bookmaking

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Gambling practice of determining odds and receiving and paying off bets on the outcome of sporting events and other competitions.

Horse racing is perhaps most closely associated with bookmaking, but boxing, baseball, football, basketball, and other sports have also long been of interest to bookmakers ("bookies") and gamblers. Morning-line odds, established by legal bookmakers, are printed in the sports sections of newspapers throughout the U.S. Illegal bookmaking operations have often been linked to organized crime. See also handicap.

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      gambling practice of determining odds and receiving and paying off bets on the outcome of sporting events (particularly horse racing), political contests, and other competitions. Some Commonwealth countries (including the United Kingdom, Australia, and New Zealand), Belgium, and Germany permit the open operation of bookmaking organizations.

      In the United States there are probably several hundred thousand bookmakers, only a few thousand of whom (in Nevada, New York, and New Jersey) operate legally. A number of casinos (casino) in the United States operate as bookmakers in accepting bets on primarily sporting events; this section of the casinos is usually called the sports book. In addition to horse racing, in which the track odds form a basis for bookmakers' odds, legal bookmaking concentrates on professional sports such as baseball, American football (football, gridiron), basketball, and boxing. Morning-line odds, established by legal bookmakers, are printed in the sports sections of newspapers throughout the United States. Before 1950, illegally operating bookmakers established a national organization of expert observers who transmit their odds through a network of clearinghouses to individual bookmakers.

      The bookmaker seeks in every case to achieve a balanced book—one in which bettors are competing against one another—so that he will profit whatever the outcome of the event. For example, if one bettor bets 6 to 5 on A and another bets 6 to 5 on B in a situation where only one can win, the bookmaker will collect 12 units and pay only 11 units no matter which bettor wins. The vagaries of individual bettors and special information acquired by certain large bettors often make a truly balanced book impossible. To protect himself, therefore, the smaller bookmaker will either limit the total amount bet on a favourite or will “lay off” (re-bet) with a larger bookmaker such bets as he is not prepared conveniently to pay if he loses. Laying off has led to the creation of several large and heavily capitalized bookmaking organizations that accept only bets laid off by other bookmakers. The casual bettor is thereby insured against such losses as often occurred before the 1940s, when local bookmakers, ruined by the victory of some heavily played horse or team, defaulted and vanished.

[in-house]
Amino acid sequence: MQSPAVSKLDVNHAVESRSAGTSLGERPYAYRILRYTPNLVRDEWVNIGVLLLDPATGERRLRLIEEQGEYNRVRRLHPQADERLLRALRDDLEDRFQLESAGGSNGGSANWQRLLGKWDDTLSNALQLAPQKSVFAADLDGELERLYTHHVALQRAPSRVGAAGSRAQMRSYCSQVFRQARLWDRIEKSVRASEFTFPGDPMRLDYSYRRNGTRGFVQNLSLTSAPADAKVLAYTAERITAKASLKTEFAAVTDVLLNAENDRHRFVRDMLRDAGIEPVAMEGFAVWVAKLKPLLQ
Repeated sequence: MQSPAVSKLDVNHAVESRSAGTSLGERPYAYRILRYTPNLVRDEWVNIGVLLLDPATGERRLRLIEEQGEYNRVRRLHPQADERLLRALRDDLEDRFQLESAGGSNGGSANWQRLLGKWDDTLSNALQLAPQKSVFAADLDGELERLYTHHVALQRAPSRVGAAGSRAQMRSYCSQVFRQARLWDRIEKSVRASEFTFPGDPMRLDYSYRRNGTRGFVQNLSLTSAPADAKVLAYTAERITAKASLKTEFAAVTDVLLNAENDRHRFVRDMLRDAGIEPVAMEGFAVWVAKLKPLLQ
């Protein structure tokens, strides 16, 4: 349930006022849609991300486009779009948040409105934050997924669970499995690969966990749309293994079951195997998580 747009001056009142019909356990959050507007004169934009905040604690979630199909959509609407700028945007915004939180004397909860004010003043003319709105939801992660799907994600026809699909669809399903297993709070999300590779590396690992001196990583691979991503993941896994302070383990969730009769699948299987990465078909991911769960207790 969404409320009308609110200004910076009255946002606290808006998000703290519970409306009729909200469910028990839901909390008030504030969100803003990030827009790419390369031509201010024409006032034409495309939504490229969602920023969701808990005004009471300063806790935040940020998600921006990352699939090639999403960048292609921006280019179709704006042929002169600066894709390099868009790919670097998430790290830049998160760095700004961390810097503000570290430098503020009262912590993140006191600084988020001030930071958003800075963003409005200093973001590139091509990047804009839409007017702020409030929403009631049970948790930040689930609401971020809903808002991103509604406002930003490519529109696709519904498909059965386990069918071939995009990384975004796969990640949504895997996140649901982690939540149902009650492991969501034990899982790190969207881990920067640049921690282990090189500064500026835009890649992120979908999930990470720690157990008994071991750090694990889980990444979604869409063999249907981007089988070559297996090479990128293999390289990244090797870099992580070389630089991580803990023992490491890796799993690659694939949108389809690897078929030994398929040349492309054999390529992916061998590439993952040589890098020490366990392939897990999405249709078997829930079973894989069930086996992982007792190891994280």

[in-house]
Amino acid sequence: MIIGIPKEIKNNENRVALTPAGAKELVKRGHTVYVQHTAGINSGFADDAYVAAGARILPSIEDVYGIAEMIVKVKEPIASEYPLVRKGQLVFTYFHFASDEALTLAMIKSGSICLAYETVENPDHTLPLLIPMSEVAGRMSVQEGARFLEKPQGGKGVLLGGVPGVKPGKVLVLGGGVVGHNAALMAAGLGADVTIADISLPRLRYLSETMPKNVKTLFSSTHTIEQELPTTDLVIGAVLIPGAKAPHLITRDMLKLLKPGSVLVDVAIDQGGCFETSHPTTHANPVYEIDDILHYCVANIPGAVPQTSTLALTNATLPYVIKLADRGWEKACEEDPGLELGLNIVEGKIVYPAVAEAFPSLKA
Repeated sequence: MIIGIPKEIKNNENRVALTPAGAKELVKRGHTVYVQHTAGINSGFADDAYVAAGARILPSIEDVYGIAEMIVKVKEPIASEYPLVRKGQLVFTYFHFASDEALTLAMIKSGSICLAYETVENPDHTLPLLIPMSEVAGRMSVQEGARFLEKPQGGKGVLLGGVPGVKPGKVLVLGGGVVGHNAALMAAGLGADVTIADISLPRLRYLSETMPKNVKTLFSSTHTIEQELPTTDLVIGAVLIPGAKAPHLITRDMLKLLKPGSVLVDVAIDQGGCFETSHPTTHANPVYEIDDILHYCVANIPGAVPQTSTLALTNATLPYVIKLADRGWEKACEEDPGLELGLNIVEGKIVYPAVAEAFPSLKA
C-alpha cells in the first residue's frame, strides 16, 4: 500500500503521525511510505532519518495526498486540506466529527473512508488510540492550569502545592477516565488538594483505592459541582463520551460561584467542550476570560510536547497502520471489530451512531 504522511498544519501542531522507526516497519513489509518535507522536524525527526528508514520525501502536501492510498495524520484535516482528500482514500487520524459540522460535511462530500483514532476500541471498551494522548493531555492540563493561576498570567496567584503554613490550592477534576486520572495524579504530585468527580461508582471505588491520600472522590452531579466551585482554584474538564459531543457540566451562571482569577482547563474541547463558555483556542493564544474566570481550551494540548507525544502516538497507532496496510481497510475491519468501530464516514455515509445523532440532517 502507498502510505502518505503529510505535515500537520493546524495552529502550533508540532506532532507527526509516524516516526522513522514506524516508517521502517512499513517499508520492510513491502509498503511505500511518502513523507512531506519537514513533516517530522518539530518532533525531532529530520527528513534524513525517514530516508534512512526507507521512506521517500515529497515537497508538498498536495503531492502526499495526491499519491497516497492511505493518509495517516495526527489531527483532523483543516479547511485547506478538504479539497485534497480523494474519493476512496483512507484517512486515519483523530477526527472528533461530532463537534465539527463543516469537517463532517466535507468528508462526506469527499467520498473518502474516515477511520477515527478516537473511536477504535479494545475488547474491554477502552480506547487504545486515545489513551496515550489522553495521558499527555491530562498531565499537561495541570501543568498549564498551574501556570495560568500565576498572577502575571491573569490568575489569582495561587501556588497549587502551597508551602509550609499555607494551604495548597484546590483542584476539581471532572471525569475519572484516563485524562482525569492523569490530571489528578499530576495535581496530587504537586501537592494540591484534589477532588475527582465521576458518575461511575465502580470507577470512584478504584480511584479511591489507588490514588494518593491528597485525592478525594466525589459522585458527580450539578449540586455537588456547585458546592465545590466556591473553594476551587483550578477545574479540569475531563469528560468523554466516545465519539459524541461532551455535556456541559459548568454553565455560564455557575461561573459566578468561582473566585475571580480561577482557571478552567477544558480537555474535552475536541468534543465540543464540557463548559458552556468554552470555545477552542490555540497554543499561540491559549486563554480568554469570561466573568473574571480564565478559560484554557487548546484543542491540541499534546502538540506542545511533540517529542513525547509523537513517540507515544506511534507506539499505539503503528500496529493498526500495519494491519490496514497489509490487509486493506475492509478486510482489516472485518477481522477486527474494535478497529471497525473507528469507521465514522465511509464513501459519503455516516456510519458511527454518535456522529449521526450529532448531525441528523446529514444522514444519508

Bookmaking as a profession is known from the time of ancient Rome, when betting on the outcome of gladiatorial matches or chariot races was widespread. In the modern sense of the word, however, bookmaking did not appear until the late 18th century in England. In many countries the only legal form of bookmaking, chiefly on sporting events, is done via state-owned or state-supervised organizations.

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Universalium. 2010.

Look at other dictionaries:

  • bookmaking — book·mak·ing / ˌmā kiŋ/ n: the practices of a bookmaker Merriam Webster’s Dictionary of Law. Merriam Webster. 1996 …   Law dictionary

  • bookmaking — [[t]b ʊkmeɪkɪŋ[/t]] N UNCOUNT: oft N n Bookmaking is the activity of taking people s money when they bet and paying them money if they win. ...William Hill, a bookmaking firm …   English dictionary

  • Bookmaking — Book|ma|king [...meikiŋ] das; s, s <aus engl. bookmaking, eigtl. »Buchmacherei«> (veraltet) gewerbsmäßige Veranstaltung von Rennwetten …   Das große Fremdwörterbuch

  • bookmaking — The receiving from several persons of wagers on the same sporting event, more often than not a horse race, the odds having been calculated beforehand by the bookmaker, and the total sum received by way of the wagers to be given to the winner,… …   Ballentine's law dictionary

  • bookmaking — noun see bookmaker …   New Collegiate Dictionary

  • Bookmaking — Bookmaker Un bookmaker ou bookmakeur[1] est une personne morale ou physique permettant de parier de l argent sur des évènements, le plus souvent sportifs. Sommaire 1 Sur Internet 1.1 Les différentes sociétés proposant des paris sportifs …   Wikipédia en Français

  • bookmaking — noun The art or profession of determining odds and receiving and paying off bets, especially bets on the outcome of sporting events. See Also: bookie, bookmaker …   Wiktionary

  • Bookmaking — Изготовление книг; книжное производство …   Краткий толковый словарь по полиграфии

  • Bookmaking — Privat totalisatorvirksomhed …   Danske encyklopædi

  • bookmaking — n. act of receiving and paying off bets; process of making books …   English contemporary dictionary

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